The CMS is delaying a rule that would result in clinical labs losing $3.93 billion in Medicare payments over 10 years.
A final rule released last year lowered Medicare payments for laboratory tests to make them equal to what private insurers pay. The rule was set to take place on Jan. 1, 2018, and required labs to collect private payer data from Jan 1, 2016, through June 30, 2016. The data was to be submitted to the CMS by March 31, 2017. Labs said they needed more time to review data and ensure their accuracy.
On Thursday, the agency announced it was giving labs until May 30 to submit the reports.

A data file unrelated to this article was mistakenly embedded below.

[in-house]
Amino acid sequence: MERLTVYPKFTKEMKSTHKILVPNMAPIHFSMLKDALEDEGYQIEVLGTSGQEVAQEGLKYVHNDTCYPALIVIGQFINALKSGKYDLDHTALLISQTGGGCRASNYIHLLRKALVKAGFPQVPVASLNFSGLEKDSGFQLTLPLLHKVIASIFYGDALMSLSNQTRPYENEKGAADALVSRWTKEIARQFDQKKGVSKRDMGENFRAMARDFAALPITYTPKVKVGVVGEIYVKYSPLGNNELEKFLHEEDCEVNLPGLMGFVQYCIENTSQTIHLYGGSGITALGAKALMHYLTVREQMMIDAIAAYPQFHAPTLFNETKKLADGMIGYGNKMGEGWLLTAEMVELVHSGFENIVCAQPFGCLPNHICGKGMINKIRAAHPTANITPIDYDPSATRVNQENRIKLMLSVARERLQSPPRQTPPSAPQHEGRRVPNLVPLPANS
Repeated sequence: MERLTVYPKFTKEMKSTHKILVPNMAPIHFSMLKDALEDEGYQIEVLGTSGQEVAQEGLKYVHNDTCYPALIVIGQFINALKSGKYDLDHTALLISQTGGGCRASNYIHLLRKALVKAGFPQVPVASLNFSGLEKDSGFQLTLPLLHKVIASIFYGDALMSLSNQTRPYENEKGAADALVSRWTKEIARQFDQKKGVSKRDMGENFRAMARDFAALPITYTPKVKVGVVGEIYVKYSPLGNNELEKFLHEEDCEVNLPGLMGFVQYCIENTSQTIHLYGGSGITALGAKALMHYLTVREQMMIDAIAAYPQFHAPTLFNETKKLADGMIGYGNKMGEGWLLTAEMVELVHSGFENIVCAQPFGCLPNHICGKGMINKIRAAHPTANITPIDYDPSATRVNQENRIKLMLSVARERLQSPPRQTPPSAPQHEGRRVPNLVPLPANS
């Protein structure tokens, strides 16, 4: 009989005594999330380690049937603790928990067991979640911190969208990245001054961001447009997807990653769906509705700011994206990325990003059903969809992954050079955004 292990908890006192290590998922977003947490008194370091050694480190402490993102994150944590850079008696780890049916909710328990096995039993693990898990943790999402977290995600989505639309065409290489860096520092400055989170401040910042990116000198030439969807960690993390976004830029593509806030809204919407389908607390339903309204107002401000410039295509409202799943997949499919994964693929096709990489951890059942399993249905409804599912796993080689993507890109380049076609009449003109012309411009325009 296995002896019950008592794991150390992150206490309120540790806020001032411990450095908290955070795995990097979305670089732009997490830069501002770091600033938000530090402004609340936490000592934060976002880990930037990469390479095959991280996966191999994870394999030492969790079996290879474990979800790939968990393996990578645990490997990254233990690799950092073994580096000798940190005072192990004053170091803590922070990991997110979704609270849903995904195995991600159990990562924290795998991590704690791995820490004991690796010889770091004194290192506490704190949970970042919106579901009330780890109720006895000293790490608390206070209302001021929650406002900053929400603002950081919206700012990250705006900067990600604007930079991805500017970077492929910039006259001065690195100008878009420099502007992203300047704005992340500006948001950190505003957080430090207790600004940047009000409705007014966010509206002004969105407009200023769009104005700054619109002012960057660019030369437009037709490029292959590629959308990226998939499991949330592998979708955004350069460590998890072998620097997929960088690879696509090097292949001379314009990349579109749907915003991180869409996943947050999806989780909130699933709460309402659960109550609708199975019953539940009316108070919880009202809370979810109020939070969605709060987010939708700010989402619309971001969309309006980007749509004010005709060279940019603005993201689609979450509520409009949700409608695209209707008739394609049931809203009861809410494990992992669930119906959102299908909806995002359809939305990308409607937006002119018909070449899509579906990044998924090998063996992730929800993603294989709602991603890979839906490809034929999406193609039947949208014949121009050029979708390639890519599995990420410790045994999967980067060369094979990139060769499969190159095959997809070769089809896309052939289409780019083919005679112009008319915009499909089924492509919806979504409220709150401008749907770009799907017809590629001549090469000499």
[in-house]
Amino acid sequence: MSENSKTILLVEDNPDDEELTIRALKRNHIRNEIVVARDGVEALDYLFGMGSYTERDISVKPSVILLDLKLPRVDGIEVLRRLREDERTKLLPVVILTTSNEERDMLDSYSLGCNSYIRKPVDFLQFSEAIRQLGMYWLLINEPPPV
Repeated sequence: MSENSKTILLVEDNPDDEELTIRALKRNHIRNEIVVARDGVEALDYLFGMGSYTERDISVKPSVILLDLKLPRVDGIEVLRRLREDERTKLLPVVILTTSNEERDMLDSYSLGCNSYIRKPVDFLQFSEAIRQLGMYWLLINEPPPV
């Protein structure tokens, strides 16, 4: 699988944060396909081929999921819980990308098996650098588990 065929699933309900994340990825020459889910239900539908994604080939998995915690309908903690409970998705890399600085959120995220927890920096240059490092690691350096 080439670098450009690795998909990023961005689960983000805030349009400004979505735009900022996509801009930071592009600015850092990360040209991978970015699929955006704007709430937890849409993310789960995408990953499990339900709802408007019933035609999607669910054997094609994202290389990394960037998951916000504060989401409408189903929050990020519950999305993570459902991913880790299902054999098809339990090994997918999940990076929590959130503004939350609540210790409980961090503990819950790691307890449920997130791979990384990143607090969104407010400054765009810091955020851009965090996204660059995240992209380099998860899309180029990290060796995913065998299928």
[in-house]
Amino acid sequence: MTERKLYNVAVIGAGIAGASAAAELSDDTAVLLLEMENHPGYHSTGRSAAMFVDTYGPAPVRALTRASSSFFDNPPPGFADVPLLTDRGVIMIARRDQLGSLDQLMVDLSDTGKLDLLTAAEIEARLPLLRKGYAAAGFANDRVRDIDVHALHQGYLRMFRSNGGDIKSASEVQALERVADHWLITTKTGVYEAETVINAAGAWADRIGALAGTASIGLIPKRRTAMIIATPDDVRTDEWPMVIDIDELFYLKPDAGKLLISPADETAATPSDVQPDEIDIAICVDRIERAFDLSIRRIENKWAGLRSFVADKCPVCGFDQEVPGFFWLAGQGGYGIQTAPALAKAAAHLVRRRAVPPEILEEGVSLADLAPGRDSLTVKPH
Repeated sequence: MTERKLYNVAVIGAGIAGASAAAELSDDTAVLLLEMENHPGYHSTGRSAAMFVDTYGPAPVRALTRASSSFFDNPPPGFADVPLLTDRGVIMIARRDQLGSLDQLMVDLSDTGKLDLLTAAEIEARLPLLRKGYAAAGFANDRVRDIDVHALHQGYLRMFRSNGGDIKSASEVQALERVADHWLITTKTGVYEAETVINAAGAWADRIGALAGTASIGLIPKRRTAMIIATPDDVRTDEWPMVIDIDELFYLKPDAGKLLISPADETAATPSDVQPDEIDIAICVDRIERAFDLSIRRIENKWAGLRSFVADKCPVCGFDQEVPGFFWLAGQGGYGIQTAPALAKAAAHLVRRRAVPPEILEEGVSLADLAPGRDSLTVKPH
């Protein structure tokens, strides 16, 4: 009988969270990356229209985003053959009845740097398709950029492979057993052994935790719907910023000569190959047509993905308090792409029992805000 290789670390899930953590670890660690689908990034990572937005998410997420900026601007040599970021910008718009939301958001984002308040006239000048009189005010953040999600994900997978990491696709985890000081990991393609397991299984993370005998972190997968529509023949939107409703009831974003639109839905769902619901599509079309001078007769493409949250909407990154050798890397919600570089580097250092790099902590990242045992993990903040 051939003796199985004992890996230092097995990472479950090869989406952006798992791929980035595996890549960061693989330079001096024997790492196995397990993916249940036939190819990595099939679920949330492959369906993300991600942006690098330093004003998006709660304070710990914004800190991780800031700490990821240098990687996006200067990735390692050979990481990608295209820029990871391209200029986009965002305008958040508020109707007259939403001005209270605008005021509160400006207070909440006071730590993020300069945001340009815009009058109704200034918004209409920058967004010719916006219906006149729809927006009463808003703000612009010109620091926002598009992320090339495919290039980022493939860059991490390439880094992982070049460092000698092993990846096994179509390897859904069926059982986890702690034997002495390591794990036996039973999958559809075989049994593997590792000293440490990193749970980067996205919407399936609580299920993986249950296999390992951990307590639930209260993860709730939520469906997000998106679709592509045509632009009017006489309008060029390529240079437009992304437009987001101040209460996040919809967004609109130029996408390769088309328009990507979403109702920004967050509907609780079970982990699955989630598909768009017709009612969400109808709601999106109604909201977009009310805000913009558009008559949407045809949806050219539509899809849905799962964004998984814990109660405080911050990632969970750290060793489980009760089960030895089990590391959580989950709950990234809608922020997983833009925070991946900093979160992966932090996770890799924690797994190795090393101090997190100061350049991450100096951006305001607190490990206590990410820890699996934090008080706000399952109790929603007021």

Julie Khani, president of the American Clinical Laboratory Association, was thrilled by the delay. “It is imperative that modifications work in favor of patient access and recognize the value and role of diagnostics,” she said.
Medicare's current fee schedule for lab tests has been largely unchanged since it was established in 1984, according to the CMS. Under the current system, each lab determines its own payment rates based on regional rates.
Medicare has historically paid between 18% and 30% more than other insurers for some lab tests, an HHS Office of Inspector General report found.
The rule to lower the payments, which was mandated by the Protecting Access to Medicare Act of 2014, is expected to save $390 million in its first year of implementation.
Medicare-enrolled laboratories are a mix of national chains and small regional operations that concentrate on a specific population, such as nursing home residents. Physician offices also perform some tests that are reimbursed by Medicare.